the Annual Meeting. Therefore, there would be 3.0 million Common Shares available for grant pursuant to the 2015 Stock Plan. None of those shares are currently subject to stock options. Under the 2015 Stock Plan, no more than 50% of the Common Shares reserved for the grant of the awards under the Amended Stock Plan (up to an aggregate of 3,000,000 shares) may be restricted stock awards at any time during the term of the 2015 Stock Plan. To date, the Compensation, Corporate Governance and Nominating Committee has awarded 222,147 restricted Common Shares (net of forfeitures) to 30 employees. Therefore, after including accrued stock dividends and adding back the Common Shares withheld from awards upon vesting to satisfy recipient’s tax withholding obligations, approximately 1.3 million Common Shares would be available for additional grants of restricted Common Shares as of the Annual Meeting date.

No more than 25% of our Common Shares may be made subject to awards under the plan to any individual. In the event that the Compensation, Corporate Governance and Nominating Committee determines that any corporate event, such as a stock split, dividend or other distribution (including deemed dividends), reorganization, merger, consolidation, repurchase or share exchange, affects our Common Shares such that an adjustment is appropriate in order to prevent dilution or enlargement of the rights of plan participants, then the Corporate Governance and Nominating Committee will make those adjustments as it deems necessary or appropriate to any or all of (i) the number and kind of shares or other property that may thereafter be issued in connection with future awards, (ii) the number and kind of shares or other property that may be issued under outstanding awards, (iii) the exercise price or purchase price of any outstanding award and (iv) the performance goals applicable to outstanding awards.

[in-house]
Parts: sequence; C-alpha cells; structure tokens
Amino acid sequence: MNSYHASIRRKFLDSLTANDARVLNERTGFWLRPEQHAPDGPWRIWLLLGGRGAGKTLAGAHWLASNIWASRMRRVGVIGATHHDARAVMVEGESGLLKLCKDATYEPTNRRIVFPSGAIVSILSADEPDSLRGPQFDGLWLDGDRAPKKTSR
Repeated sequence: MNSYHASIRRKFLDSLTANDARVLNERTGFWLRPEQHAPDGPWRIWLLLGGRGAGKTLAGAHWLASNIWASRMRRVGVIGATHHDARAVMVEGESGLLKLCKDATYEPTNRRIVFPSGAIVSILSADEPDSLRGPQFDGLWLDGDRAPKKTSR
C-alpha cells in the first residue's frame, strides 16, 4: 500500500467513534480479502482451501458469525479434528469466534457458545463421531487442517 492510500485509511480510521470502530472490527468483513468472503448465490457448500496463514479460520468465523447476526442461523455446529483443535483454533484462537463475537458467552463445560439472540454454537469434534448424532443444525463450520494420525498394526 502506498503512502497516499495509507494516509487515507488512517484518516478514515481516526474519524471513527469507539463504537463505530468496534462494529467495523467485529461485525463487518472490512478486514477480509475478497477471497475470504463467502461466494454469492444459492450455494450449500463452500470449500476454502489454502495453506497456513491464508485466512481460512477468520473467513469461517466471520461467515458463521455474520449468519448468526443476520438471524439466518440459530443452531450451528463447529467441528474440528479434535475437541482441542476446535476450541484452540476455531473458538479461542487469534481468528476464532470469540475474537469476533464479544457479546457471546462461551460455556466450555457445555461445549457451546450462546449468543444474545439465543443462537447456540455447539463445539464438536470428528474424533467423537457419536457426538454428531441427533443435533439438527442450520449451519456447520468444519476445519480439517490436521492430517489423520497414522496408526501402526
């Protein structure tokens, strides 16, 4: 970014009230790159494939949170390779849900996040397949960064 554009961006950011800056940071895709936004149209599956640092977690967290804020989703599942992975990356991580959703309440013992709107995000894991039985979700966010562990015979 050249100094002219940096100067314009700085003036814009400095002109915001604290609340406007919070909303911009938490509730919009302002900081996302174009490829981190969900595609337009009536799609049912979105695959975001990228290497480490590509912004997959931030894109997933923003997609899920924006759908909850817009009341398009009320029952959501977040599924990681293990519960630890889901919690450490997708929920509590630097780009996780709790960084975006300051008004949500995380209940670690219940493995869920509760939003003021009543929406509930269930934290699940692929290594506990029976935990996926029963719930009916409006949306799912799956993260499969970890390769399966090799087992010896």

The Company has no outstanding options under the 2015 Stock Plan.

Outstanding Equity Awards at 2019 Year End

There were 129,714 outstanding equity awards as of December 31, 2019, including dividends paid on the outstanding equity awards in the form of additional restricted Common Shares, of which 102,023 were held by our NEOs.

There were no outstanding option awards as of December 31, 2019.

The following table sets forth information regarding outstanding awards of restricted Common Shares held by our Named Executive Officers as of December 31, 2019:

Name

 

Number of
Shares or
Units that
have not
Vested
(#)

 

Market
Value of
Shares or
Units of
Stock that
have not
Vested
($)

 

Equity
Incentive
Plan
Awards:
Number of
Unearned Shares,
Units or
Other Rights
that have not
Vested
(#)

 

Equity
Incentive
Plan
Awards:
Market or
Payout
Value of
Number of
Unearned
Shares, Units or
Other Rights
that have not
Vested
($)
(5)

Barry Sloane (1)

 

58,480

 

928,662

 

70,793

 

1,124,193

Christopher Towers (2)

 

1,446

 

22,962

 

1,561

 

24,789

Peter Downs (3)

 

14,604

 

231,912

 

17,489

 

277,725